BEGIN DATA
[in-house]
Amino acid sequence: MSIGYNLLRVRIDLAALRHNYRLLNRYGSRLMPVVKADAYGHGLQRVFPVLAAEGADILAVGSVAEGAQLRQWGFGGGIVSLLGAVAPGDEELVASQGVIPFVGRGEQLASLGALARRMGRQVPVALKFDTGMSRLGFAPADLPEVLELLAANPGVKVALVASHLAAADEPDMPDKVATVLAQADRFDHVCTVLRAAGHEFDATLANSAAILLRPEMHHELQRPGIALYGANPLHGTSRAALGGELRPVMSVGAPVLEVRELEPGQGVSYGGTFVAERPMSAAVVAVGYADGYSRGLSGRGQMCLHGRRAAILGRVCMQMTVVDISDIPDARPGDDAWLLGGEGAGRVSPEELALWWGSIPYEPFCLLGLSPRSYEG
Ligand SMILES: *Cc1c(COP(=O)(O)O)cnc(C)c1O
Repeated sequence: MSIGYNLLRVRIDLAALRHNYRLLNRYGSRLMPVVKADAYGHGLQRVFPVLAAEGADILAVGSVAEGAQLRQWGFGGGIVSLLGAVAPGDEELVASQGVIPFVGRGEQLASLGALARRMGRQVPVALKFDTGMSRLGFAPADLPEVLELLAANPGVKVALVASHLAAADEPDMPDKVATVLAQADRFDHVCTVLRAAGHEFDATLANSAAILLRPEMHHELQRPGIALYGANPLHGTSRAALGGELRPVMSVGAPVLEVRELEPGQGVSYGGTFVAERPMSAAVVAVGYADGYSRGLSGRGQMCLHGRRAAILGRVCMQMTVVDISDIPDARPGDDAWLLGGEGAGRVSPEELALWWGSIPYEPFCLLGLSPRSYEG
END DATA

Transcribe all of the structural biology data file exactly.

[in-house]
Amino acid sequence: MSIGYNLLRVRIDLAALRHNYRLLNRYGSRLMPVVKADAYGHGLQRVFPVLAAEGADILAVGSVAEGAQLRQWGFGGGIVSLLGAVAPGDEELVASQGVIPFVGRGEQLASLGALARRMGRQVPVALKFDTGMSRLGFAPADLPEVLELLAANPGVKVALVASHLAAADEPDMPDKVATVLAQADRFDHVCTVLRAAGHEFDATLANSAAILLRPEMHHELQRPGIALYGANPLHGTSRAALGGELRPVMSVGAPVLEVRELEPGQGVSYGGTFVAERPMSAAVVAVGYADGYSRGLSGRGQMCLHGRRAAILGRVCMQMTVVDISDIPDARPGDDAWLLGGEGAGRVSPEELALWWGSIPYEPFCLLGLSPRSYEG
Ligand SMILES: *Cc1c(COP(=O)(O)O)cnc(C)c1O
Repeated sequence: MSIGYNLLRVRIDLAALRHNYRLLNRYGSRLMPVVKADAYGHGLQRVFPVLAAEGADILAVGSVAEGAQLRQWGFGGGIVSLLGAVAPGDEELVASQGVIPFVGRGEQLASLGALARRMGRQVPVALKFDTGMSRLGFAPADLPEVLELLAANPGVKVALVASHLAAADEPDMPDKVATVLAQADRFDHVCTVLRAAGHEFDATLANSAAILLRPEMHHELQRPGIALYGANPLHGTSRAALGGELRPVMSVGAPVLEVRELEPGQGVSYGGTFVAERPMSAAVVAVGYADGYSRGLSGRGQMCLHGRRAAILGRVCMQMTVVDISDIPDARPGDDAWLLGGEGAGRVSPEELALWWGSIPYEPFCLLGLSPRSYEG